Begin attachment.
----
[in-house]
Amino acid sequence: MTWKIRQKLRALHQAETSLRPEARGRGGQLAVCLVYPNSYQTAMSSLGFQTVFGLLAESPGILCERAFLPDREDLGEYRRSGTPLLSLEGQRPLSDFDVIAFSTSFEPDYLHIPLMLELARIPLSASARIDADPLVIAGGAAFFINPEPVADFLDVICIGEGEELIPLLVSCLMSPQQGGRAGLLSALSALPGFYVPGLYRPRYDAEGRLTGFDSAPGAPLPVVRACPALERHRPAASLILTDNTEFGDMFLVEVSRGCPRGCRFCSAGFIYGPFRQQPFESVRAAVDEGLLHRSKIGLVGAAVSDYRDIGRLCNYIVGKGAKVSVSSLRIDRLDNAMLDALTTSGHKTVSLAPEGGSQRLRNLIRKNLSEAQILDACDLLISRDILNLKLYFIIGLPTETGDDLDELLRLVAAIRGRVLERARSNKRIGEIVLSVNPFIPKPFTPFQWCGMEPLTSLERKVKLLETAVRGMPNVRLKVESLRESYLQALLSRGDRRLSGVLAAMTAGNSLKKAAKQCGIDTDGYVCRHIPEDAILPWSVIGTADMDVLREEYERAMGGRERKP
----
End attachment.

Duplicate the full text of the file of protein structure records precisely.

[in-house]
Amino acid sequence: MTWKIRQKLRALHQAETSLRPEARGRGGQLAVCLVYPNSYQTAMSSLGFQTVFGLLAESPGILCERAFLPDREDLGEYRRSGTPLLSLEGQRPLSDFDVIAFSTSFEPDYLHIPLMLELARIPLSASARIDADPLVIAGGAAFFINPEPVADFLDVICIGEGEELIPLLVSCLMSPQQGGRAGLLSALSALPGFYVPGLYRPRYDAEGRLTGFDSAPGAPLPVVRACPALERHRPAASLILTDNTEFGDMFLVEVSRGCPRGCRFCSAGFIYGPFRQQPFESVRAAVDEGLLHRSKIGLVGAAVSDYRDIGRLCNYIVGKGAKVSVSSLRIDRLDNAMLDALTTSGHKTVSLAPEGGSQRLRNLIRKNLSEAQILDACDLLISRDILNLKLYFIIGLPTETGDDLDELLRLVAAIRGRVLERARSNKRIGEIVLSVNPFIPKPFTPFQWCGMEPLTSLERKVKLLETAVRGMPNVRLKVESLRESYLQALLSRGDRRLSGVLAAMTAGNSLKKAAKQCGIDTDGYVCRHIPEDAILPWSVIGTADMDVLREEYERAMGGRERKP